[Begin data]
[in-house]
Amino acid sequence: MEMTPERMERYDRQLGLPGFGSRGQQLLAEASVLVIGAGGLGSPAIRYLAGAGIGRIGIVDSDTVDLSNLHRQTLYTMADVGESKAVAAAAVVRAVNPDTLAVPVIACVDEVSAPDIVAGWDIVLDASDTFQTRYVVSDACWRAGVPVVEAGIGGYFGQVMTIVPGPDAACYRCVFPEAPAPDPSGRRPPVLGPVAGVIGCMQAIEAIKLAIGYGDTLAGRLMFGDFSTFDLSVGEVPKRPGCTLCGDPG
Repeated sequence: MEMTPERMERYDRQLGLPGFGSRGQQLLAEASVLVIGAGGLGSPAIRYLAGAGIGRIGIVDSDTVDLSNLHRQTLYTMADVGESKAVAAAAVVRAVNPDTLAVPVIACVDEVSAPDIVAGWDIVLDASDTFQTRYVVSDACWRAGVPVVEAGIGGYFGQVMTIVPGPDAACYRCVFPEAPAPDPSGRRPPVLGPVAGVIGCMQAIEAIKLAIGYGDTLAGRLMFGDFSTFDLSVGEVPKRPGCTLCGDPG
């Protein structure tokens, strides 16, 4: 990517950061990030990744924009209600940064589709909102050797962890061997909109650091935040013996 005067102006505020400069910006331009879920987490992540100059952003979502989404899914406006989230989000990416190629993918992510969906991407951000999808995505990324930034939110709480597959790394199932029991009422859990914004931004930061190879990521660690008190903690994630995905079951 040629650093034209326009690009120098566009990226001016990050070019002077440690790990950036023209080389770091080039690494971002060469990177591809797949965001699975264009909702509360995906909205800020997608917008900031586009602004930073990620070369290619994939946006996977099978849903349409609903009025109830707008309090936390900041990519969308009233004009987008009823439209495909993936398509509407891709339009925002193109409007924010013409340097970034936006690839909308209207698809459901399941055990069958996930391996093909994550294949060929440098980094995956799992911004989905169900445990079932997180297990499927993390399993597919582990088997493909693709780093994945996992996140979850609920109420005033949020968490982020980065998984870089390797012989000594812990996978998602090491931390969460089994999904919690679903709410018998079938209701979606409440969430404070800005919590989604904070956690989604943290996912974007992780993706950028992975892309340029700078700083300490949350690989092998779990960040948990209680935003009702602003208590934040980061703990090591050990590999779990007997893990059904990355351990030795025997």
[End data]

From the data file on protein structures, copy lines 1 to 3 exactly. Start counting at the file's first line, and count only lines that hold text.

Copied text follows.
[in-house]
Amino acid sequence: MEMTPERMERYDRQLGLPGFGSRGQQLLAEASVLVIGAGGLGSPAIRYLAGAGIGRIGIVDSDTVDLSNLHRQTLYTMADVGESKAVAAAAVVRAVNPDTLAVPVIACVDEVSAPDIVAGWDIVLDASDTFQTRYVVSDACWRAGVPVVEAGIGGYFGQVMTIVPGPDAACYRCVFPEAPAPDPSGRRPPVLGPVAGVIGCMQAIEAIKLAIGYGDTLAGRLMFGDFSTFDLSVGEVPKRPGCTLCGDPG
Repeated sequence: MEMTPERMERYDRQLGLPGFGSRGQQLLAEASVLVIGAGGLGSPAIRYLAGAGIGRIGIVDSDTVDLSNLHRQTLYTMADVGESKAVAAAAVVRAVNPDTLAVPVIACVDEVSAPDIVAGWDIVLDASDTFQTRYVVSDACWRAGVPVVEAGIGGYFGQVMTIVPGPDAACYRCVFPEAPAPDPSGRRPPVLGPVAGVIGCMQAIEAIKLAIGYGDTLAGRLMFGDFSTFDLSVGEVPKRPGCTLCGDPG